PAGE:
A programme to help university students understand dementia has won praise at two national healthcare awards.
Time for Dementia won in the education-related category of the Health Services Journal (HSJ) Awards on November 22, nearly six weeks after it took another prize at the Positive Practice in Mental Health Awards.
Judges for the HSJ awards praised the scheme for humanising care involving long-term conditions and its potential impact on future healthcare.
Professor Sube Banerjee, director of the initiative, said: “This is the most ambitious programme of its type anywhere in the world. It is already changing the way in which healthcare students of the future learn about dementia.”
Students in healthcare-related fields visit families affected by dementia three to four times a year as part of the project run by Brighton and Sussex Medical School, University of Surrey, the Alzheimer's Society and NHS.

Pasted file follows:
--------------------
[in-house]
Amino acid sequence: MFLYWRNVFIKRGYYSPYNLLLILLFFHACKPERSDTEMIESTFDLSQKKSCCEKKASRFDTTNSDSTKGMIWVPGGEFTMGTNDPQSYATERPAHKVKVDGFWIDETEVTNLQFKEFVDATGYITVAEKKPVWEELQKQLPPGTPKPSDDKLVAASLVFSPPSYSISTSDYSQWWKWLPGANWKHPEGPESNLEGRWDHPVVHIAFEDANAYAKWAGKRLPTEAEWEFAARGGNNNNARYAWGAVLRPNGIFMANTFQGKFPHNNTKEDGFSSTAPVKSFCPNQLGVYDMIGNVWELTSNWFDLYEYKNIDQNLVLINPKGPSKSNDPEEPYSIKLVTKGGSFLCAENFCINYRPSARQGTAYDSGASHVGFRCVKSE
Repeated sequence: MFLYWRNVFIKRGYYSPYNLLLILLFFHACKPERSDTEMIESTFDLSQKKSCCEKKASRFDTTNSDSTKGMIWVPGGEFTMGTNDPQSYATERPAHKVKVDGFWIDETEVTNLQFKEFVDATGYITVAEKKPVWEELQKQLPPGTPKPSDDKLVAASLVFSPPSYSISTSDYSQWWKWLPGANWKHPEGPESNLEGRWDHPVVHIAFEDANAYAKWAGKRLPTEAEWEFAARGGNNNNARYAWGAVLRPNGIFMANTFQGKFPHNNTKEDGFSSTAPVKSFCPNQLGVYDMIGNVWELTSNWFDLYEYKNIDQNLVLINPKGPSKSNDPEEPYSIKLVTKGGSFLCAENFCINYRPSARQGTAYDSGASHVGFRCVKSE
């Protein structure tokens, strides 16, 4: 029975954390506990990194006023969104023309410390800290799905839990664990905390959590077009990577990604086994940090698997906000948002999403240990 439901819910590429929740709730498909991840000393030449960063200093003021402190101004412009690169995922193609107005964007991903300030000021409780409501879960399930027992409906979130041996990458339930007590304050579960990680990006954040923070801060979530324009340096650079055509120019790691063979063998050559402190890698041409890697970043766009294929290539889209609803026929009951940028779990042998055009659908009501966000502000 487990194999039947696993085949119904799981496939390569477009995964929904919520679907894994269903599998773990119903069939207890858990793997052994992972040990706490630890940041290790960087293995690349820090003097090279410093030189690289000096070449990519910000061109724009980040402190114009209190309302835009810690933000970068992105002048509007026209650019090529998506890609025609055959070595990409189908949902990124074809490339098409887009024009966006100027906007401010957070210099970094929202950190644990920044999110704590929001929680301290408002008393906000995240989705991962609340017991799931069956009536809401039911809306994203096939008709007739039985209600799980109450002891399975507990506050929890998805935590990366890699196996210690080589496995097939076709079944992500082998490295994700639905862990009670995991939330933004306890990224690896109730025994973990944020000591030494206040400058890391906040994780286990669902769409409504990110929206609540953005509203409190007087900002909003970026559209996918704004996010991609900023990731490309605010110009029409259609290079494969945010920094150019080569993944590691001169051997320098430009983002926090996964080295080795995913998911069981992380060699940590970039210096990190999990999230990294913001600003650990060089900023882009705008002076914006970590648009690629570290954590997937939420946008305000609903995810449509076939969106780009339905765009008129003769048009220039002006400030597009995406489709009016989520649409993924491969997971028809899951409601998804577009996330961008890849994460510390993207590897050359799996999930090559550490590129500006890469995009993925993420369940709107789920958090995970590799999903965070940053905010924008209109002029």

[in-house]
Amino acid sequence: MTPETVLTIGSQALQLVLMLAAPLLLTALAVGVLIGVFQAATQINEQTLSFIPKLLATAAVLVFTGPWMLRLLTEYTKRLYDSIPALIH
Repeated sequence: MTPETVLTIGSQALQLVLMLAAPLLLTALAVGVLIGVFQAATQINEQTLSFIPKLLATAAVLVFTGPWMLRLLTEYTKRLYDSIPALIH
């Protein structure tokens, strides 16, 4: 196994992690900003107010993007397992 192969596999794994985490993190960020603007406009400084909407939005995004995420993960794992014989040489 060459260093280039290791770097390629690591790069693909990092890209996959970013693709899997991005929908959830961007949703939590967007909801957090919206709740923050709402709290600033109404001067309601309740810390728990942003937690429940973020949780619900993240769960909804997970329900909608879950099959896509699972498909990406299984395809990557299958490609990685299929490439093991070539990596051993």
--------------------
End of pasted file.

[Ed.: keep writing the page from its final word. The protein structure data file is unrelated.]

Launched in 2015, more than 1,300 students and 600 families have since participated to improve students’ understanding, attitudes and empathy towards people with dementia and their carers.
Keegan Curlewis, a third-year medical student, said: “It’s just really nice to be able to build our communication skills and learn how to deal with someone who’s got a disease such as dementia and how it affects their family.
“I am proud to be part of a programme that’s been so good and to have been able to learn so much from it.”
Dr Stephanie Daley, Time for Dementia lead, said: “Increasingly there are more and more people both with dementia but also living longer and with potentially more than one long-term condition.
“By skilling up the future healthcare professionals, then what we’re doing is to deal with the problems of medicine in the future.”
The Universities of Brighton, Canterbury, and Greenwich will join the scheme within the next two years.